Schools grapple with maternity leave, teacher substitute pay

Education minister Eugene Mutimura addresses the parliamentary Standing Committee on National Budget and Patrimony last week. / Sam Ngendahimana

The absence of a budget allocation to pay stand-in teachers for those on maternity leave has forced schools to find for solutions on their own.

According to the Ministry of Education, they need more than Rwf1.3 billion needed to pay substitutes for at least 4,320 teachers in primary school and 2,880 in secondary who go on maternity leave every year.

Félicité Musabyimana, Head Teacher of Groupe Scolaire Kabilizi B in Ngoma District, said that female teachers get three-month fully paid maternity leave once up from the one month and a half they used to get before the maternity leave benefits scheme came into force in November 2016.

“Teacher substitutes should be given priority because students cannot spend three months without studying, that is a long period,” she said.

She said that the issue might be aggravated if more than one teachergoes on maternity leave in one year.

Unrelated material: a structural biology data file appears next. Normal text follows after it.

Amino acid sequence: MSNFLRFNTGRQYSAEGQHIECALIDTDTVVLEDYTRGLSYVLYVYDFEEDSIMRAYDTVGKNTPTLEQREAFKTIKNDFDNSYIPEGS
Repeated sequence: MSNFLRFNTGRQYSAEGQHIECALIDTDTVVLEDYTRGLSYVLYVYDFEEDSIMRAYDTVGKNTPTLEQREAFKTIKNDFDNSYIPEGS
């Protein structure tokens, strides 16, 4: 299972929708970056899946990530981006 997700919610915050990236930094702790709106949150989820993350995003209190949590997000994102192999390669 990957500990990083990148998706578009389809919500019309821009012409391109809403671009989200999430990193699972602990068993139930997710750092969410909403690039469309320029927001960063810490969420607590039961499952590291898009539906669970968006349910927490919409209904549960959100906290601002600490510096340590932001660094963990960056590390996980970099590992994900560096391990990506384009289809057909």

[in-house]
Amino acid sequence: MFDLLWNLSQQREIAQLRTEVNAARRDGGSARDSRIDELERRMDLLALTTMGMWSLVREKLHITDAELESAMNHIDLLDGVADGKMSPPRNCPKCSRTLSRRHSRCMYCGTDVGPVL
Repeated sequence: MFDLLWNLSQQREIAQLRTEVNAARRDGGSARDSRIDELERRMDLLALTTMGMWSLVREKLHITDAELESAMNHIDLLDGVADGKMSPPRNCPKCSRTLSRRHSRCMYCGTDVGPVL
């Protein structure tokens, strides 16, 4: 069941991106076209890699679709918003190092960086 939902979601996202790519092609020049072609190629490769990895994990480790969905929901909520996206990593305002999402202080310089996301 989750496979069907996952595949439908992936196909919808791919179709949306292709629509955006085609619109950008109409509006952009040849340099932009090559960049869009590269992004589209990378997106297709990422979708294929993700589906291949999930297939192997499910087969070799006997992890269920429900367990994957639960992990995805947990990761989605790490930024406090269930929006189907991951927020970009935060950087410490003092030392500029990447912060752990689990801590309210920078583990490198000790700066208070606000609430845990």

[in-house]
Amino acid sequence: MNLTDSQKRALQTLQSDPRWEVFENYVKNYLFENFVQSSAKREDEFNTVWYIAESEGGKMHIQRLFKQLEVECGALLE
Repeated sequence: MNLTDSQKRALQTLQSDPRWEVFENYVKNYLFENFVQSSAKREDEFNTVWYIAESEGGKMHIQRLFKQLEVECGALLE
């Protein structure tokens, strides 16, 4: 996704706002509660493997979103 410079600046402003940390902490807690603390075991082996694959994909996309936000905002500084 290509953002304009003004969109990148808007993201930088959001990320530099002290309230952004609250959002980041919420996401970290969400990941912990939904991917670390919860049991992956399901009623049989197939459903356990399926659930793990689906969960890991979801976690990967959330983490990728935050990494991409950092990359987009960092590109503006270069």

Samuel Uwihanganye, Head Teacher of Groupe Scolaire Karengera in Nyamasheke District said that when a mother, who for instance was teaching sciences, goes on maternity leave, the school tries to cope with the situation by using other teachers in the science department.

This means that they have to teach the hours they were assigned plus those of the mother on leave.

“The issue is a burden to schools. If the district factors that in the budget, it can help schools and improve the quality of education,” he said.

Last week, Eugene Mutimura, Minister of Education, requested the help of the Parliamentary Standing Committee on National Budget and Patrimony on the issue so that the money could be provided in the next budget.

“This is a major issue where we need at least Rwf1.3 billion so that we are able to provide substitutes for teachers who go on maternity leave countrywide, whereby the substitutes are given a short-term contract of three months,” Mutimura said.

Jonathan Nzayikorera, Director of Fiscal Decentralisation at the Ministry of Finance and Economic Planning acknowledged the gravity of the issue, but observed that it should not be dealt with in terms of money alone.

“All public employees with contracts should be approved by the Ministry of Public Service and Labour (MIFOTRA). It is our responsibility as the Ministry of Finance and Economic Planning and MIFOTRA to consider a way to address it,” he said.

editor@newtimesrwanda.com

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